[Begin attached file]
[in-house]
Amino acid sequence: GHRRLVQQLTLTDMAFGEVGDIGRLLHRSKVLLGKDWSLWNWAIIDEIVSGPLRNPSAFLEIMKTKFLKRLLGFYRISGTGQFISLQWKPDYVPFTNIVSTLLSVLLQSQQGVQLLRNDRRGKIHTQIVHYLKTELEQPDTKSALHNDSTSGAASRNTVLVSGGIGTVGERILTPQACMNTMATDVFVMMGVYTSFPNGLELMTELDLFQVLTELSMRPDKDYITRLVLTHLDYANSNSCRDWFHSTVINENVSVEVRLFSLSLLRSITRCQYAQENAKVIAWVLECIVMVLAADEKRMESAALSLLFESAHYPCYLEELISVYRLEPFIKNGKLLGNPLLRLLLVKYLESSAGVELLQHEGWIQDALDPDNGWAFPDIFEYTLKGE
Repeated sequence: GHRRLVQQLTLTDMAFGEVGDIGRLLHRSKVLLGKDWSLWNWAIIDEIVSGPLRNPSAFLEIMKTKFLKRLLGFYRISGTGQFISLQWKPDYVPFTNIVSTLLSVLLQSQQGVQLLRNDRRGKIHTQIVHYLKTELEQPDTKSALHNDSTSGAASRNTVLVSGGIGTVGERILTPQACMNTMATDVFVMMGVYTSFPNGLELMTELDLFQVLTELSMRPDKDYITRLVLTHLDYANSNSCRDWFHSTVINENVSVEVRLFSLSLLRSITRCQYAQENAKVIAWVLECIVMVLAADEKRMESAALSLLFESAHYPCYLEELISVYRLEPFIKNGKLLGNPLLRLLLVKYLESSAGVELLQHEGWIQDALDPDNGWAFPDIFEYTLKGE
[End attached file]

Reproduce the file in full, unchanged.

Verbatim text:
[in-house]
Amino acid sequence: GHRRLVQQLTLTDMAFGEVGDIGRLLHRSKVLLGKDWSLWNWAIIDEIVSGPLRNPSAFLEIMKTKFLKRLLGFYRISGTGQFISLQWKPDYVPFTNIVSTLLSVLLQSQQGVQLLRNDRRGKIHTQIVHYLKTELEQPDTKSALHNDSTSGAASRNTVLVSGGIGTVGERILTPQACMNTMATDVFVMMGVYTSFPNGLELMTELDLFQVLTELSMRPDKDYITRLVLTHLDYANSNSCRDWFHSTVINENVSVEVRLFSLSLLRSITRCQYAQENAKVIAWVLECIVMVLAADEKRMESAALSLLFESAHYPCYLEELISVYRLEPFIKNGKLLGNPLLRLLLVKYLESSAGVELLQHEGWIQDALDPDNGWAFPDIFEYTLKGE
Repeated sequence: GHRRLVQQLTLTDMAFGEVGDIGRLLHRSKVLLGKDWSLWNWAIIDEIVSGPLRNPSAFLEIMKTKFLKRLLGFYRISGTGQFISLQWKPDYVPFTNIVSTLLSVLLQSQQGVQLLRNDRRGKIHTQIVHYLKTELEQPDTKSALHNDSTSGAASRNTVLVSGGIGTVGERILTPQACMNTMATDVFVMMGVYTSFPNGLELMTELDLFQVLTELSMRPDKDYITRLVLTHLDYANSNSCRDWFHSTVINENVSVEVRLFSLSLLRSITRCQYAQENAKVIAWVLECIVMVLAADEKRMESAALSLLFESAHYPCYLEELISVYRLEPFIKNGKLLGNPLLRLLLVKYLESSAGVELLQHEGWIQDALDPDNGWAFPDIFEYTLKGE